The benefits of CA range from supporting basic agricultural production and meeting food security needs in a sustainable manner, to supporting globally important terrestrial and soil-based biodiversity, culminating in carbon sequestration. This review of current thinking about these benefits suggests that the expansion of CA across many different agro-ecological zones makes good sense from a social perspective.
However, the financial profitability of CA is uncertain. Although there appears to be a small cost advantage over conventional practice in general terms, results are liable to fluctuate widely from site to site, with many studies showing CA as less profitable. There are also differences in analysing cases in developed versus developing countries, with tropical hilly examples from the latter group demonstrating distinct advantages for CA because of its more comprehensive approach and better agroclimatic conditions. In contrast, caution is warranted in temperate areas, as the CA approach promoted is less intensive and any cost advantage is likely to be insufficient for bringing about the levels of adoption and diffusion justified from a social perspective. In part, this situation occurs because farmers cannot capture the many national and global benefits from CA.
Given this divergence between private and social interests, interventions promoting more sustainable farming techniques are justifiable in a social sense, and at both the national and international levels. However, CA is not the only soil and water conservation technique that can generate the benefits cited above. Thus, it is necessary to situate CA within a broader range of alternatives to conventional farming practices. Encouragingly, CA is representative of a group of improved agronomic practices that are generally more profitable than competing soil and water conservation technologies that are more structural or purely vegetative in nature.
If CA-type approaches are preferable to the alternatives, then providing monetary compensation to induce adoption might seem an appropriate policy response. However, such an exercise is unlikely to bridge the gap between socially desirable levels of adoption and actual farmer behaviour on its own. Other factors affect adoption as well. For example, numerous such influences are statistically significant in models that attempt to explain actual adoption behaviour (as opposed to general discussions lacking empirical support). These other factors stem from different farmer management objectives, stewardship motives and fundamental barriers or constraints that inhibit a response to profit signals. In some cases, it is the collective rather than the private dimension that is critical to adoption success. There appears to be a correlation between higher levels of social capital and success in these situations. Thus, promoting CA must start with the identification of all factors that impeded adoption and not just a lack of financial net returns.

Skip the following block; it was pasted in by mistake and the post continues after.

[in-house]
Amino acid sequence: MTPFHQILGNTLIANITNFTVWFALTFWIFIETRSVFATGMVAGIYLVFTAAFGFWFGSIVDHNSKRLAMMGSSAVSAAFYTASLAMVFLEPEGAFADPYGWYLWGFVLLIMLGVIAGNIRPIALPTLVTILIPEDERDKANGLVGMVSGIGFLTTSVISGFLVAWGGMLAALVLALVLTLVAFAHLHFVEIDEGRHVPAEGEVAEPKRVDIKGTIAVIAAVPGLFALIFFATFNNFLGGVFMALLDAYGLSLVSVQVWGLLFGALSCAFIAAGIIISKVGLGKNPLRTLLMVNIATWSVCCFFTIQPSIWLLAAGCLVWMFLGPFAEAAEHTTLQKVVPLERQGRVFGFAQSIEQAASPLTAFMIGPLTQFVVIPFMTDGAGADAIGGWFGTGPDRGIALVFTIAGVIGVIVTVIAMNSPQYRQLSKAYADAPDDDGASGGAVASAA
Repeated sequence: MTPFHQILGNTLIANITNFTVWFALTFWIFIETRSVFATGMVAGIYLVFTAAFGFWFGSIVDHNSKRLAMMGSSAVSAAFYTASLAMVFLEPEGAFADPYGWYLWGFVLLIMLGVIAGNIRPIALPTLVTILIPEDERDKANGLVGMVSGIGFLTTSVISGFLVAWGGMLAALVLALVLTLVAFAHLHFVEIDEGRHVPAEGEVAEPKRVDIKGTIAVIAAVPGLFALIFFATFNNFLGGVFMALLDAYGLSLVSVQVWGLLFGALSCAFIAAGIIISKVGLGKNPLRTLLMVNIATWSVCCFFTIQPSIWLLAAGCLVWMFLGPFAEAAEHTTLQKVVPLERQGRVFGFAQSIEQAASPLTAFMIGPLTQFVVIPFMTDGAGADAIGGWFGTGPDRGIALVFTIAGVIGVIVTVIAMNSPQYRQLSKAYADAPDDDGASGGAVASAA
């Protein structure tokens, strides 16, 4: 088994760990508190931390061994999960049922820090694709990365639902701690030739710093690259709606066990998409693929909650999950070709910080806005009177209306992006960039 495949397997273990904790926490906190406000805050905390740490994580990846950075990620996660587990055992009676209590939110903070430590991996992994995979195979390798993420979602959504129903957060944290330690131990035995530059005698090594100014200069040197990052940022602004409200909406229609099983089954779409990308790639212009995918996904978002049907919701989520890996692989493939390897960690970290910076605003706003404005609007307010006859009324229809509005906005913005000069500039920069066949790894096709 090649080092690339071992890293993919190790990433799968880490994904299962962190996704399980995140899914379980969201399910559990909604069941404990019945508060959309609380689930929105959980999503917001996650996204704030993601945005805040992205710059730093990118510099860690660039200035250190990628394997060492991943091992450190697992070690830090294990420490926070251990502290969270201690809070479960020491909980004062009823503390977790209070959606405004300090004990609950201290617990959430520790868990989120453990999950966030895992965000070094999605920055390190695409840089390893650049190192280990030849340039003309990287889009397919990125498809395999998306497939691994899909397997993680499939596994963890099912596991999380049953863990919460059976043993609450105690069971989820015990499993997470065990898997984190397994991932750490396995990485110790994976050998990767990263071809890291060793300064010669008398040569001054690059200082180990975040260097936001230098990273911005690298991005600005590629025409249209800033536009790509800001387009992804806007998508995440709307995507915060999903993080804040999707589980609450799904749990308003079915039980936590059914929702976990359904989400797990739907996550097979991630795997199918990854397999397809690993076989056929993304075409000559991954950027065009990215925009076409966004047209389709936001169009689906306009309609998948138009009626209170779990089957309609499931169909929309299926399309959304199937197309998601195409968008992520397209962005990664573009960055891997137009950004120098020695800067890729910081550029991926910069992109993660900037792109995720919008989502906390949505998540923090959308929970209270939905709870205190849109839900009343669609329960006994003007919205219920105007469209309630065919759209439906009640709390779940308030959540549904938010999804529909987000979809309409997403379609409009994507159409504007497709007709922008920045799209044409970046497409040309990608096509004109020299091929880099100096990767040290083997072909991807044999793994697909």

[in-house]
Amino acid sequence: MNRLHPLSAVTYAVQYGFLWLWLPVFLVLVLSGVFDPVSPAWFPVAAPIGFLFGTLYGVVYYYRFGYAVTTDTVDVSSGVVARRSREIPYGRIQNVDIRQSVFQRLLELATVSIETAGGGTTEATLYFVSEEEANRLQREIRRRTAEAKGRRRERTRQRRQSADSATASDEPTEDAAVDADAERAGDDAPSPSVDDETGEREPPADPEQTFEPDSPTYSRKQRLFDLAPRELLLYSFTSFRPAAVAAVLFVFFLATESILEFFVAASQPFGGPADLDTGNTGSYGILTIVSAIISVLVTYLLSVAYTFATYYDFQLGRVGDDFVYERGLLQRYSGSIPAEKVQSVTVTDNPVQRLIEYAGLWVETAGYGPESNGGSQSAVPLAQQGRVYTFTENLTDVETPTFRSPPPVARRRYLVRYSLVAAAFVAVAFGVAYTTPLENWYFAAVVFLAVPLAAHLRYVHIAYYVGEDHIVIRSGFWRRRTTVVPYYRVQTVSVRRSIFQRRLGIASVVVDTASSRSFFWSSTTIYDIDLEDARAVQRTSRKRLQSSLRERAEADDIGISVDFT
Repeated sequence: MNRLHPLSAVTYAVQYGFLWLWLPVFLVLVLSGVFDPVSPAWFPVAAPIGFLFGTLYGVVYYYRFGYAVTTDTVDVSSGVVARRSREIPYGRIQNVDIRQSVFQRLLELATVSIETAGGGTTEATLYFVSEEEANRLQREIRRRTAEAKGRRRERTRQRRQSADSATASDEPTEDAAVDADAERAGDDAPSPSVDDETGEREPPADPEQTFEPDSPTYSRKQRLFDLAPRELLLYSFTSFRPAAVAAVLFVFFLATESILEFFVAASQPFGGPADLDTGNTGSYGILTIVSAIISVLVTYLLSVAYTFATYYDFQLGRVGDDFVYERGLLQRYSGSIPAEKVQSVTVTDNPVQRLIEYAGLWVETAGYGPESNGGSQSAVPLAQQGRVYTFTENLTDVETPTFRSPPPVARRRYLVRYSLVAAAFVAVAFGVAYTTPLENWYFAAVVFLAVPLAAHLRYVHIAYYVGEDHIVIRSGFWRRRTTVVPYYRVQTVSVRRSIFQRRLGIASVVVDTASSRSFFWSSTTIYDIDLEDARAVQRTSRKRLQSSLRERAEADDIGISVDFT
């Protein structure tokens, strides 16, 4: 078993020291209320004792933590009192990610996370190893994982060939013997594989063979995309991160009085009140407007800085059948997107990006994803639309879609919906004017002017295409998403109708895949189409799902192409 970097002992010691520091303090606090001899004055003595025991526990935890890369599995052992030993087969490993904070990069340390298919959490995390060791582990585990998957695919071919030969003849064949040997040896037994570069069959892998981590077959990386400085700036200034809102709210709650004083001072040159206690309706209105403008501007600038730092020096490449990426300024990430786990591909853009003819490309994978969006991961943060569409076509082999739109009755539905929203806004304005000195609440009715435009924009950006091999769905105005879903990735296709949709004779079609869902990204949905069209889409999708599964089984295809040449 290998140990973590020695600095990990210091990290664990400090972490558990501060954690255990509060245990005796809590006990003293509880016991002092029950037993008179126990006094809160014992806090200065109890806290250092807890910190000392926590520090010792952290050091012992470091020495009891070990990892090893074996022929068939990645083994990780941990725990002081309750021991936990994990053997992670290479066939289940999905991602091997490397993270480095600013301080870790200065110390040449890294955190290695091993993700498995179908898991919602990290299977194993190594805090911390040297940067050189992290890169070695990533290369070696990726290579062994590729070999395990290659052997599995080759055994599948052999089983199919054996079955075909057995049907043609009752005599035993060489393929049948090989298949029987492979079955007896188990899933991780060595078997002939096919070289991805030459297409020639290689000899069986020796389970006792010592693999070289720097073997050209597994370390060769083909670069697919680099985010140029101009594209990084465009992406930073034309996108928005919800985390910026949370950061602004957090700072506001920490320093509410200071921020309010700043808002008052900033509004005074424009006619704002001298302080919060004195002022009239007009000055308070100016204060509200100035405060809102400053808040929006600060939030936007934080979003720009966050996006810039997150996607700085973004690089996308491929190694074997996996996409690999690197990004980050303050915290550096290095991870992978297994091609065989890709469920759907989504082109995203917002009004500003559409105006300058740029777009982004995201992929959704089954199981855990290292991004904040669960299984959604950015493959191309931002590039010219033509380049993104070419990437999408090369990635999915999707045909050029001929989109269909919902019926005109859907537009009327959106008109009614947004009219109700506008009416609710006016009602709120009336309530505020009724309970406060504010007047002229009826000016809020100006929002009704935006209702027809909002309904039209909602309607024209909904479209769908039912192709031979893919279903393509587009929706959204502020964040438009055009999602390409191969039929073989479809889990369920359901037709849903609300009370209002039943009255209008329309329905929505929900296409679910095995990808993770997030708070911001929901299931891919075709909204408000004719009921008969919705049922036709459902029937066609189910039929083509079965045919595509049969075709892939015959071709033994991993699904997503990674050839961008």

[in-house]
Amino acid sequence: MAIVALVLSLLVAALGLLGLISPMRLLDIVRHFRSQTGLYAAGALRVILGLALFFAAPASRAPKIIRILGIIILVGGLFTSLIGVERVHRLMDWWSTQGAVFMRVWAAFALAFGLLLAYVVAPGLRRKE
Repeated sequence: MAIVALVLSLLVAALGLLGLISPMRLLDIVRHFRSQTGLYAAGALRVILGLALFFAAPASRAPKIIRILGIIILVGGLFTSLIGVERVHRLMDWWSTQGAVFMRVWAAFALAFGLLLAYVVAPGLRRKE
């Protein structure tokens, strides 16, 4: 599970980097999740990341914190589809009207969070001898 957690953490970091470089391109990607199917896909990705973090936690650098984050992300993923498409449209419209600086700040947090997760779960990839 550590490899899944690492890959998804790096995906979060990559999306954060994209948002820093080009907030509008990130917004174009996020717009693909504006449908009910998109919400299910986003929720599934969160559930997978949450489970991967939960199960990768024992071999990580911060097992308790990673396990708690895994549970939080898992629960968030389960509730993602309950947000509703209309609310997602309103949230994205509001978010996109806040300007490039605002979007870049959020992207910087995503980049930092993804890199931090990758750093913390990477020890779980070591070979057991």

Policy has also been an important determinant in explaining past CA adoption or non-adoption. Policy stances have sometimes been weak and ineffective in promoting CA. Much of the successful diffusion of the technology has occurred because of support from private corporations, the formation and operation of farmers' groups and other non-governmental pathways. Moreover, conflicting policies have often operated at cross-purposes, encouraging and discouraging CA at the same time. Despite these shortfalls, examples of successful policy measures include green decoupling programmes in Europe and farmland stewardship programmes such as Landcare in Australia.
The above analysis contains implications for policy-makers. On the one hand, an assumption that CA will spread on its own in some desirable fashion is not appropriate. On the other hand, a uniform policy prescription to fit many locations is not realistic either, whether it consists of direct interventions or more indirect incentives stemming from research and development, or some mix of both. Designing successful policies to promote CA is likely to start with a thorough understanding of farm-level conditions. This understanding needs to include management objectives, attitudes to risk, willingness to make trade-offs between stewardship and profits. The next step is the careful design of location-sensitive programmes that draw on a range of policy tools. Flexibility is liable to be a key element in policy design to promote CA.
One area where policies of a more uniform nature might be useful is in the development of social capital and the promotion of the precursor conditions for collective action. For example, the social capital benefits of group extension approaches probably are under-appreciated. Given the demonstrated importance of farmers' groups and information dissemination in the successful diffusion of CA, efforts to strengthen the enabling conditions that foster these activities can pay large dividends.
In devising appropriate policies relating to CA and, more generally, sustainable agriculture, there is a need for improved policy analysis and information for decision making. Developing sustainability indicators that can more clearly show the benefits of CA over its alternatives is one step. Similar improvements are achievable at the economic-analysis level. For example, incorporating the depletion of natural capital in studies of conventional farming practices can help evidence the limitations of these techniques. Ultimately, a whole-farm systems approach may be the most appropriate basis for financial analyses of CA, as this can capture the full range of responses that farmers make when choosing to adopt a new technology such as CA. Moreover, it can incorporate the many options available to farmers in making such choices, something which is not possible in a simplistic comparison of conventional tillage and CA.